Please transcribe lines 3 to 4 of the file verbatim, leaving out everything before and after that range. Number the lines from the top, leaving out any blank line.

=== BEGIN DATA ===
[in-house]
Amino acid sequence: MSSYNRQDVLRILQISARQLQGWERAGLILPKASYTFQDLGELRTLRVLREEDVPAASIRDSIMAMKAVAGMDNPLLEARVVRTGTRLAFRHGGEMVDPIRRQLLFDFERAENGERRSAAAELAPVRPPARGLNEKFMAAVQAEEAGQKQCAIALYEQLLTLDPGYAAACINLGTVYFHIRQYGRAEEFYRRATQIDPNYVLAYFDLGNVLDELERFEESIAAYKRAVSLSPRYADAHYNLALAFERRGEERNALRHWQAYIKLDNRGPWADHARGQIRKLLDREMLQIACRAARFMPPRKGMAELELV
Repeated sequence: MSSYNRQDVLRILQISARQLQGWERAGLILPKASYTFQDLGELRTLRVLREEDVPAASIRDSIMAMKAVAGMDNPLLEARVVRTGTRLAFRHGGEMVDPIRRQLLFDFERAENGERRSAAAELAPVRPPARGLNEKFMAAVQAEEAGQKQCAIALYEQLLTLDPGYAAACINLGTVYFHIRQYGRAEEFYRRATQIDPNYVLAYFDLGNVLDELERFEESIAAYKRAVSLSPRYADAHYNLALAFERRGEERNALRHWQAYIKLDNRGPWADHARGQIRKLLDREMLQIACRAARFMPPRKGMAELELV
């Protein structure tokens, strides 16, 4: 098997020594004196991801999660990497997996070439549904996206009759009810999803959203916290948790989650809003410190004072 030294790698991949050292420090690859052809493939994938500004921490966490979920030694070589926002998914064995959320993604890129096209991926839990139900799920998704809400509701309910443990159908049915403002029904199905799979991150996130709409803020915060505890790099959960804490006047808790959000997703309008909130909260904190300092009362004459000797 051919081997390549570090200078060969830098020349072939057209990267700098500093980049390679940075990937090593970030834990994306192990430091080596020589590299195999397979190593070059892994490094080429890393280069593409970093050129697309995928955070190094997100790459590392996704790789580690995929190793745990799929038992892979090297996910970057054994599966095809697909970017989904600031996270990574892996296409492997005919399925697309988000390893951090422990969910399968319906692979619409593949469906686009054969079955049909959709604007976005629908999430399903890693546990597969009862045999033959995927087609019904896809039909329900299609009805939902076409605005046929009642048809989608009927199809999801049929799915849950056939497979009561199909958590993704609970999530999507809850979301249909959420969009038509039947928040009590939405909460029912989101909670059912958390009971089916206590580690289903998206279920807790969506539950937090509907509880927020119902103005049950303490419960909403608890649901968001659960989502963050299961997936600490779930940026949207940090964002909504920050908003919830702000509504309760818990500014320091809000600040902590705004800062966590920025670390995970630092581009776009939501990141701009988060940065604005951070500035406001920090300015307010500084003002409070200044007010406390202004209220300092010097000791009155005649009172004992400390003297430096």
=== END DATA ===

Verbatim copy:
Repeated sequence: MSSYNRQDVLRILQISARQLQGWERAGLILPKASYTFQDLGELRTLRVLREEDVPAASIRDSIMAMKAVAGMDNPLLEARVVRTGTRLAFRHGGEMVDPIRRQLLFDFERAENGERRSAAAELAPVRPPARGLNEKFMAAVQAEEAGQKQCAIALYEQLLTLDPGYAAACINLGTVYFHIRQYGRAEEFYRRATQIDPNYVLAYFDLGNVLDELERFEESIAAYKRAVSLSPRYADAHYNLALAFERRGEERNALRHWQAYIKLDNRGPWADHARGQIRKLLDREMLQIACRAARFMPPRKGMAELELV
């Protein structure tokens, strides 16, 4: 098997020594004196991801999660990497997996070439549904996206009759009810999803959203916290948790989650809003410190004072 030294790698991949050292420090690859052809493939994938500004921490966490979920030694070589926002998914064995959320993604890129096209991926839990139900799920998704809400509701309910443990159908049915403002029904199905799979991150996130709409803020915060505890790099959960804490006047808790959000997703309008909130909260904190300092009362004459000797 051919081997390549570090200078060969830098020349072939057209990267700098500093980049390679940075990937090593970030834990994306192990430091080596020589590299195999397979190593070059892994490094080429890393280069593409970093050129697309995928955070190094997100790459590392996704790789580690995929190793745990799929038992892979090297996910970057054994599966095809697909970017989904600031996270990574892996296409492997005919399925697309988000390893951090422990969910399968319906692979619409593949469906686009054969079955049909959709604007976005629908999430399903890693546990597969009862045999033959995927087609019904896809039909329900299609009805939902076409605005046929009642048809989608009927199809999801049929799915849950056939497979009561199909958590993704609970999530999507809850979301249909959420969009038509039947928040009590939405909460029912989101909670059912958390009971089916206590580690289903998206279920807790969506539950937090509907509880927020119902103005049950303490419960909403608890649901968001659960989502963050299961997936600490779930940026949207940090964002909504920050908003919830702000509504309760818990500014320091809000600040902590705004800062966590920025670390995970630092581009776009939501990141701009988060940065604005951070500035406001920090300015307010500084003002409070200044007010406390202004209220300092010097000791009155005649009172004992400390003297430096």